Sunday, March 28, 2010

Shapes and Music

Shapes and music

Squares - Circles - Labyrinths

Q Club, Birmingham 18th March 2010.

Yet again I find myself leaving London for Birmingham to attend a performance of music by an important twentieth century composer. In 2009 it was mainly the late music of Stravinsky, this year it was principally for a performance of Carré by Stockhausen. Other works in the concert were Allegri's Miserere, Tallis' Spem in alium and Berio's Laborintus 2. The performers were almost exclusively drawn from the university.

The performance took place in the unlikely venue of the Q Club. My only experience of Carré was a recording decades ago and so, relying solely on this distant memory, I was there with no true knowledge of the work. This live performance was a revelation.

The musicians, who were already in place when we entered the arena, were on four raised platforms in each corner for the orchestras and in the gallery were the singers. The audience could stand or sit where they chose. Being tired I sat between group 2 on my left and group 1 on my right and I elected to make this my exclusive position.

What struck me most forcibly about Carré was what a simple piece it was essentially. But simplicity, as in Vaughan Williams' The Lark Ascending, need not mean simplistic.

Notes were passed around the groups and were made clear and audible by the combined conductors, Jonty Harrison, Vic Hoyland, Lee Differ and Scott Wilson. One added bonus to this performance was how the four groups were able to interact. The conductors all sported headphones and listened to a voice counting out the beats. This meant the sound travelled directly into the arena. Although dissonance is a word most people would associate with Stockhausen, and there was naturally enough plenty, a few moments of consonance remain clearly in my memory.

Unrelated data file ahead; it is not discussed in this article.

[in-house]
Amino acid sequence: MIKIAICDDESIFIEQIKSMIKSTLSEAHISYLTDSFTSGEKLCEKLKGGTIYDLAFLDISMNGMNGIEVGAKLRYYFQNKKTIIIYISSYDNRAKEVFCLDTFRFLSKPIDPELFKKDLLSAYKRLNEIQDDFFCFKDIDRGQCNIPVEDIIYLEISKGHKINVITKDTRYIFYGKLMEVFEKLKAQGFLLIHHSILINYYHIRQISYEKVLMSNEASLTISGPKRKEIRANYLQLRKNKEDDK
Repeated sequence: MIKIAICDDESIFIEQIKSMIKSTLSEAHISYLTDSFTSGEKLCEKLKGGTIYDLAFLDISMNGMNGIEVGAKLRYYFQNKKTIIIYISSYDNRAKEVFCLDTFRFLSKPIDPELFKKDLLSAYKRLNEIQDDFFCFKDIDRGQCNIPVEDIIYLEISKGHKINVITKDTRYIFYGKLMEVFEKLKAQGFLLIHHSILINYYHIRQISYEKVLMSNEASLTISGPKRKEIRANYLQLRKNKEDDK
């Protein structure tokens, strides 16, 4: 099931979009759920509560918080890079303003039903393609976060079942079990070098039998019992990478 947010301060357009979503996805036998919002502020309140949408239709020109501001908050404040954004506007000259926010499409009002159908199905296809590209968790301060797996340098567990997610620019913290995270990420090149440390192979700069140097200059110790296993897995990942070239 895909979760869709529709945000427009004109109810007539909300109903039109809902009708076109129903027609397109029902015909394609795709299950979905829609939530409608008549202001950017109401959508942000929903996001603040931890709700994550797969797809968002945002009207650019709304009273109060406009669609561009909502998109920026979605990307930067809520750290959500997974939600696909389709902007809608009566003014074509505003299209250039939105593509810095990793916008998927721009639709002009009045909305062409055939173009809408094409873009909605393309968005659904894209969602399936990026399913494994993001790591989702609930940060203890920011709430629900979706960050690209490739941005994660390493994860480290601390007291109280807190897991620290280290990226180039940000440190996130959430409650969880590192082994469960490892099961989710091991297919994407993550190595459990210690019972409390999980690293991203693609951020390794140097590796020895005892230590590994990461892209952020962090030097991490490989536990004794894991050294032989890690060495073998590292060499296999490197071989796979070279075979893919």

I cannot honestly say whether the performance was accurate or not, as I am ignorant of the written score or many other performances. What I can say is it was a performance that came over with true conviction. This a credit to the conductors and the performers alike.

After a longer than normal interval we regrouped in the gallery for the two a cappella works. The Miserere is not, in all honesty, a highly favoured or respected work for me. Its structure of passing the music between the chorus, chanter and group of soloists is tedious. I am not too much in sympathy with this kind of religious art. However, in the context of the concert it showed that spatial music (the three sets of performers were set well apart, the main body of the chorus in the arena, the solo tenor chanter on a higher level to the audience's right and on the other side of the gallery the four soloists) was by no means a modern concept invented by members in the Darmstadt School. In this concert the Miserere served as a simple musical history lesson.

Next the Tallis, music that is close to my heart and never fails to astound me. The (more than) 40 singers stood in an arc and the magic of the piece began. It never seems to fail to excite me from the first two notes. The memorable high G in the sopranos' music was an earlier example of Stockhausen passing a note between his groups of performers, but used in a totally different manner. Here it is not held but appears frequently. With 40 parts the music is, like the Miserere, static, but again it is static in a different manner. The joy of the polyphony in the Tallis is more readily audible to audiences than is Stockhausen's and works on a simpler level. I don't know if it was the performance or my experience of it but it seemed to finish at a faster tempo than when it began. Whichever is the case, it did not harm the overall effect.

The student musicians were joined by student actors and professional singers for a staged performance of Berio's Laborintus 2. I am not, unlike a composer friend of mine, as enamoured of Berio's work so my comments can be rejected by Berio fans.